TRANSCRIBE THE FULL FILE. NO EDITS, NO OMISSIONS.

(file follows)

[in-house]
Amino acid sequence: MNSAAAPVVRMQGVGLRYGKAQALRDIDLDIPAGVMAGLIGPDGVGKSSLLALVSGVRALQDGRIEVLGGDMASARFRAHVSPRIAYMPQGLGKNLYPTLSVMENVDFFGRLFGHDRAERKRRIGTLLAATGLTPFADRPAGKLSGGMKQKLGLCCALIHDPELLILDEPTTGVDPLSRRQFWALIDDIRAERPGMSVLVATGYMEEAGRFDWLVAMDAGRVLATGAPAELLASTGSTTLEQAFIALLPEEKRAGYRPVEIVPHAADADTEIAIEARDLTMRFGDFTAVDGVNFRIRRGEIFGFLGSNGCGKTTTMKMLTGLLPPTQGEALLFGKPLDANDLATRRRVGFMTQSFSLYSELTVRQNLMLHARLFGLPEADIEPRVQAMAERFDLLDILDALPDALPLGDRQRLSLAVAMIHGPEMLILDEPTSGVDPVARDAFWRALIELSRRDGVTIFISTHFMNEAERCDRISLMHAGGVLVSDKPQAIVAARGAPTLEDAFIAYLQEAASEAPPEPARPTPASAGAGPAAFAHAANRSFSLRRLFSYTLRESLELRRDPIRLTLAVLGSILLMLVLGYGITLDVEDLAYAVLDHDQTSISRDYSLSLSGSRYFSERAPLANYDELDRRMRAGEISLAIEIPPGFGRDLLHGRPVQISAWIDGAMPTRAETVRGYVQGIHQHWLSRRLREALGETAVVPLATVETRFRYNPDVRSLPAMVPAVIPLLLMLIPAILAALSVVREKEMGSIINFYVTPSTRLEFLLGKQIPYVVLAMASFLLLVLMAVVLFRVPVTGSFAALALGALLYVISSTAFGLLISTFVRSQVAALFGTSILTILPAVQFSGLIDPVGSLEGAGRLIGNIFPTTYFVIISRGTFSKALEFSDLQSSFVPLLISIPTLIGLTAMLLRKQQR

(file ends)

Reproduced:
[in-house]
Amino acid sequence: MNSAAAPVVRMQGVGLRYGKAQALRDIDLDIPAGVMAGLIGPDGVGKSSLLALVSGVRALQDGRIEVLGGDMASARFRAHVSPRIAYMPQGLGKNLYPTLSVMENVDFFGRLFGHDRAERKRRIGTLLAATGLTPFADRPAGKLSGGMKQKLGLCCALIHDPELLILDEPTTGVDPLSRRQFWALIDDIRAERPGMSVLVATGYMEEAGRFDWLVAMDAGRVLATGAPAELLASTGSTTLEQAFIALLPEEKRAGYRPVEIVPHAADADTEIAIEARDLTMRFGDFTAVDGVNFRIRRGEIFGFLGSNGCGKTTTMKMLTGLLPPTQGEALLFGKPLDANDLATRRRVGFMTQSFSLYSELTVRQNLMLHARLFGLPEADIEPRVQAMAERFDLLDILDALPDALPLGDRQRLSLAVAMIHGPEMLILDEPTSGVDPVARDAFWRALIELSRRDGVTIFISTHFMNEAERCDRISLMHAGGVLVSDKPQAIVAARGAPTLEDAFIAYLQEAASEAPPEPARPTPASAGAGPAAFAHAANRSFSLRRLFSYTLRESLELRRDPIRLTLAVLGSILLMLVLGYGITLDVEDLAYAVLDHDQTSISRDYSLSLSGSRYFSERAPLANYDELDRRMRAGEISLAIEIPPGFGRDLLHGRPVQISAWIDGAMPTRAETVRGYVQGIHQHWLSRRLREALGETAVVPLATVETRFRYNPDVRSLPAMVPAVIPLLLMLIPAILAALSVVREKEMGSIINFYVTPSTRLEFLLGKQIPYVVLAMASFLLLVLMAVVLFRVPVTGSFAALALGALLYVISSTAFGLLISTFVRSQVAALFGTSILTILPAVQFSGLIDPVGSLEGAGRLIGNIFPTTYFVIISRGTFSKALEFSDLQSSFVPLLISIPTLIGLTAMLLRKQQR